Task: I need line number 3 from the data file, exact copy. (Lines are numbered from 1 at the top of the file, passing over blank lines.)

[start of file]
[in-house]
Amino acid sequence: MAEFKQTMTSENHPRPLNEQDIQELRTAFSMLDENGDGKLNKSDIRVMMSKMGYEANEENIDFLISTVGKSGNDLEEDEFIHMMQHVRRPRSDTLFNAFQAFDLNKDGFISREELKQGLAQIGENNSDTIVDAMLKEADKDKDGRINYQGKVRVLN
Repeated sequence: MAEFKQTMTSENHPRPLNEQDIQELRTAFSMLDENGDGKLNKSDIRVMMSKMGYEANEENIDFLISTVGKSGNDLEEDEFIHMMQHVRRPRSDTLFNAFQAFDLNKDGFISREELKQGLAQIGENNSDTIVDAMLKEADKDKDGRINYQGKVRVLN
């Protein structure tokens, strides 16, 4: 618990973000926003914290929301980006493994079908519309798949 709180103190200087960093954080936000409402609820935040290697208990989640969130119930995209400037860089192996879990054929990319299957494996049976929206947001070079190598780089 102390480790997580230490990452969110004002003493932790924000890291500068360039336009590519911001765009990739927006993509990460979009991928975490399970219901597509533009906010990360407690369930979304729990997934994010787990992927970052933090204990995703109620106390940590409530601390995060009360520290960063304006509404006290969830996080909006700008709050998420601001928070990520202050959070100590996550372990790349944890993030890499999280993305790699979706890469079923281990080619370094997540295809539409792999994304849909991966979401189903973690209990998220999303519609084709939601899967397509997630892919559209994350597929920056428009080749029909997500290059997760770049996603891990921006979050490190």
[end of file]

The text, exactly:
Repeated sequence: MAEFKQTMTSENHPRPLNEQDIQELRTAFSMLDENGDGKLNKSDIRVMMSKMGYEANEENIDFLISTVGKSGNDLEEDEFIHMMQHVRRPRSDTLFNAFQAFDLNKDGFISREELKQGLAQIGENNSDTIVDAMLKEADKDKDGRINYQGKVRVLN